Ellis pursuing excellence
Ellis pursuing excellence
Worlds participant has Olympic dreams
The 23-year-old Nashville Predators defenceman has had just one fight in his NHL career. But, while trying to establish himself in the world’s top league, he’s identified with the relentless attitude of the title character in Ridley Scott’s historical epic that won Best Picture at the 2000 Oscars.
“Russell Crowe is obviously really good in that movie,” Ellis told IIHF.com after a 3-1 Nashville road win over Vancouver on Sunday. “The battle scenes, the way he battles adversity and comes back and gets back on top. It’s a great movie for anyone who’s battling the mental side or any side of the game to watch.”
As a junior, Ellis was clearly on top. He was named the Canadian Hockey League’s Player of the Year in 2011, among other honours.
Mobile and shifty, a power play savant, he won gold with Canada at the 2009 World Juniors in Ottawa, and then earned silver medals in Saskatoon in 2010 and Buffalo in 2011. With 25 career World Junior points (5-20-25), he still ranks as Canada’s all-time leading scorer among defencemen. That leaves him fourth in the overall Canadian derby, behind only Eric Lindros (31 points), and Jordan Eberle and Brayden Schenn (26 points).
However, making the jump from the OHL’s Windsor Spitfires to the big leagues wasn’t a piece of cake. In his first two NHL seasons, the 178-cm, 81-kg native of Freelton, Ontario split time between Nashville and the AHL’s Milwaukee Admirals.
He finally solidified his status as an NHLer last season, playing 80 games and recording a career-high 27 points (6-21-27). Under then-coach Barry Trotz, Ellis began logging close to 20 minutes a night in March and April. He’s kept up that pace under new bench boss Peter Laviolette.Continue reading
“It’s huge,” said Ellis. “The more you play, the more experience you get, and the more comfortable you get out there. Ask anybody.”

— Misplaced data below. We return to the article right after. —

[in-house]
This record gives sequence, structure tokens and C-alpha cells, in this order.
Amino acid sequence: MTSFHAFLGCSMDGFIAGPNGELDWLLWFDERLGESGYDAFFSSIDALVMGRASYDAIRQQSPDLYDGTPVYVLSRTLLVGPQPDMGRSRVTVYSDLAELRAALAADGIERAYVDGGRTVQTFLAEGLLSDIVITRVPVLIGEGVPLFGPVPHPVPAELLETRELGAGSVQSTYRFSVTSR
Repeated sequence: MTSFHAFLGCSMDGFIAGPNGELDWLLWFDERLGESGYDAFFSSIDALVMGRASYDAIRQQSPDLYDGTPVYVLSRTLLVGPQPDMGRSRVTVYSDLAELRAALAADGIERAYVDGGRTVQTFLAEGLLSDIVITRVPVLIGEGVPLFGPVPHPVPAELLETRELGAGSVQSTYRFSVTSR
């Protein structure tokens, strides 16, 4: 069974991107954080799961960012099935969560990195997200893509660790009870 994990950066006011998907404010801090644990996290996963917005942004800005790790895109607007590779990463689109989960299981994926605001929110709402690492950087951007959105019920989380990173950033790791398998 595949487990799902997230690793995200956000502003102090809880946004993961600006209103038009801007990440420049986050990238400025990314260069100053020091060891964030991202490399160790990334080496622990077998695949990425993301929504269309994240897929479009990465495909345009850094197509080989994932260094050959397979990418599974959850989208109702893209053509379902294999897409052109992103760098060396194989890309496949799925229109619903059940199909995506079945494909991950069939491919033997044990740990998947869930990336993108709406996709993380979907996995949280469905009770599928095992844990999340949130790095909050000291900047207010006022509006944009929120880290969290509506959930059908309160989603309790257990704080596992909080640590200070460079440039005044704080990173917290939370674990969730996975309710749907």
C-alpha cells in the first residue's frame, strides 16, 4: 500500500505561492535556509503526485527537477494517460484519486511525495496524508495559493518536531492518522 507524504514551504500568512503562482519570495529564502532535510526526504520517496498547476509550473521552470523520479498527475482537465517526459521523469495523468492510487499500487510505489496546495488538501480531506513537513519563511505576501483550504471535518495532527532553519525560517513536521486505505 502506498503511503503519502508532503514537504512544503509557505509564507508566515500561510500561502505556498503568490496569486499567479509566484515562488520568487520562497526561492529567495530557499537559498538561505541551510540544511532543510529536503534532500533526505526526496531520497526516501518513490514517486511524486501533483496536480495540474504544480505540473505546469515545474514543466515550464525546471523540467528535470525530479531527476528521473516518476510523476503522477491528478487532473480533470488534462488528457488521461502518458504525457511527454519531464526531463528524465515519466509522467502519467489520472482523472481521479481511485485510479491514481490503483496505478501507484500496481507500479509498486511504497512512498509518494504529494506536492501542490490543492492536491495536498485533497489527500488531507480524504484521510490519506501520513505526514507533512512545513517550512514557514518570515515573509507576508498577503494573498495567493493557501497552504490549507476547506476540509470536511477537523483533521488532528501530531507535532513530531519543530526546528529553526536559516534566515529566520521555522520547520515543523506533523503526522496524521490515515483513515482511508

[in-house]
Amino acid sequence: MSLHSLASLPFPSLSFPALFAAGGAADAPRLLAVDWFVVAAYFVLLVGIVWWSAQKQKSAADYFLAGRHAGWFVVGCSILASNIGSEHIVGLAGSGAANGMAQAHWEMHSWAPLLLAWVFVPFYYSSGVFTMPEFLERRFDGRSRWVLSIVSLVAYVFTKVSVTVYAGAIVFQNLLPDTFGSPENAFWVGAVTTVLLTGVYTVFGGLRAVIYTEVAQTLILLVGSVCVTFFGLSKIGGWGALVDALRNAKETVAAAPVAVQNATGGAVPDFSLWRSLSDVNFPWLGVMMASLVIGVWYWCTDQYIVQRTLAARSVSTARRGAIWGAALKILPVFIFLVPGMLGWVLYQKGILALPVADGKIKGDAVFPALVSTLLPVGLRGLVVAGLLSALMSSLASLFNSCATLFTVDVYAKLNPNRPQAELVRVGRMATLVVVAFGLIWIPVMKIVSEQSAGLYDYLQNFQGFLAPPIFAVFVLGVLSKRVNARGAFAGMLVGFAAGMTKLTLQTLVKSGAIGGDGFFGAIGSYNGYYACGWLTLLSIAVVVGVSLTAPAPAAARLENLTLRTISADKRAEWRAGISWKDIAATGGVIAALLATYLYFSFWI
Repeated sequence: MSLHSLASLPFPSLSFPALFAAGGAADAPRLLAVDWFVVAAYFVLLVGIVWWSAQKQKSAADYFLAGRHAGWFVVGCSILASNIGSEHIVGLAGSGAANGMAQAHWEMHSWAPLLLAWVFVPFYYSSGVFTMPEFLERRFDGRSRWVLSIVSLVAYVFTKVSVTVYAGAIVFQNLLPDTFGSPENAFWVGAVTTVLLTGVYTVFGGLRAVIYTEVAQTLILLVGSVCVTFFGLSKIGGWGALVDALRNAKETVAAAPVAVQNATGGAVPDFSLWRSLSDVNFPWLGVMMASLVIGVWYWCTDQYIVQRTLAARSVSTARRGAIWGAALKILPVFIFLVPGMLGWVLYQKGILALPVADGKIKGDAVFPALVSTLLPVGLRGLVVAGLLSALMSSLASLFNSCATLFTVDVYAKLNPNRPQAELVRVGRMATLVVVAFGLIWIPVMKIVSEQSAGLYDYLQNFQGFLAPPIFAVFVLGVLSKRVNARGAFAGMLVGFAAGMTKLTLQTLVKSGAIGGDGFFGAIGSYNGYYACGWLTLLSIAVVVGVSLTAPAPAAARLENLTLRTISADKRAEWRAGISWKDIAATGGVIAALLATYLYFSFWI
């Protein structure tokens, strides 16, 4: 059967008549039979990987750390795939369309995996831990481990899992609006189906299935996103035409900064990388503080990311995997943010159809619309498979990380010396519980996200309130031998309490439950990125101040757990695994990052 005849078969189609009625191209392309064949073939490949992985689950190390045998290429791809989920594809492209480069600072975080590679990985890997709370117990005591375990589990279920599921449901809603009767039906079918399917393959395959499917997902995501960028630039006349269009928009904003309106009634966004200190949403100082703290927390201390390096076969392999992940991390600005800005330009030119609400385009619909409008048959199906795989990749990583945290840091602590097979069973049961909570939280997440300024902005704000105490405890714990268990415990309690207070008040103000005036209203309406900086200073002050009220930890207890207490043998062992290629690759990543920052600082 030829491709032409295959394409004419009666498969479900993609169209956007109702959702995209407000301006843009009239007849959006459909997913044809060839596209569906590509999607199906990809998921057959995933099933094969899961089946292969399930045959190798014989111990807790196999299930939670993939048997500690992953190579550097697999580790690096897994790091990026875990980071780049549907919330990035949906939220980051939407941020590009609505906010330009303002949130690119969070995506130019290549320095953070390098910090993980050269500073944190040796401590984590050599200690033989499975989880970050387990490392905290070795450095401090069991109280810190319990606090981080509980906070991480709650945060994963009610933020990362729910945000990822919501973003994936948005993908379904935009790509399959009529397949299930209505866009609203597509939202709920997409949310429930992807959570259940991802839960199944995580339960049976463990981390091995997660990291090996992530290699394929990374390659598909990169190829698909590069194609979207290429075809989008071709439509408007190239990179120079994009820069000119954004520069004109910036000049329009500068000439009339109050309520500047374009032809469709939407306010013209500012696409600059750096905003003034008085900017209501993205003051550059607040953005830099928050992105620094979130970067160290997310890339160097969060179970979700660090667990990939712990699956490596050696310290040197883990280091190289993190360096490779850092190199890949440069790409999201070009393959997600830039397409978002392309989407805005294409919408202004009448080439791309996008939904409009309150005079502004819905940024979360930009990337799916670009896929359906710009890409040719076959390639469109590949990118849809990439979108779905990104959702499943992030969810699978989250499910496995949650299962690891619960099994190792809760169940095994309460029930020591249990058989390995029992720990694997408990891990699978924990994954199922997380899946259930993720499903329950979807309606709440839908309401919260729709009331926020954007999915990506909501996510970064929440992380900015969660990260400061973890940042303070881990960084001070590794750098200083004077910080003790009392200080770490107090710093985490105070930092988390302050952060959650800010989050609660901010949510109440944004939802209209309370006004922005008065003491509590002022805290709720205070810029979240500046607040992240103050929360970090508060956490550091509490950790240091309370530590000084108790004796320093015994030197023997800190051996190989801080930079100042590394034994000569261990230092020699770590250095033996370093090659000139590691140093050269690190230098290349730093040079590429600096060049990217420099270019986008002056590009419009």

This year, he’s gotten off to a fast start offensively, earning his first career three-point game (1-2-3) and first shootout winner on October 21 versus the Arizona Coyotes.
“Ryan has been great,” said Laviolette, who coached the United States to bronze at the 2004 IIHF World Championship and won the Stanley Cup with Carolina in 2006. “A lot of times, you think of him a little bit more offensively, but for us, he’s been a great two-way defenceman.”
Unlike playing in hockey-crazed Canada, Ellis has been able to develop under the radar in Music City. Captain Shea Weber, a two-time Olympic gold medallist and repeat Norris Trophy finalist, gets the lion’s share of attention. Swiss star Roman Josi was the team’s second-highest scoring defenceman last year, posting 40 points to Weber’s 56, and the towering Seth Jones got lots of (well-merited) hype as the #4 overall pick in 2013.
So all that has given Ellis and his partner, Swedish national team player Mattias Ekholm, a chance to do their thing without excessive scrutiny.
“We’ve been really good together,” Ellis said. “We read each other well. We anticipate pucks well. And I think the key is we’re good friends off the ice, and we bring that to the game as well. We have a lot of fun out there. We just seem to be clicking most times.”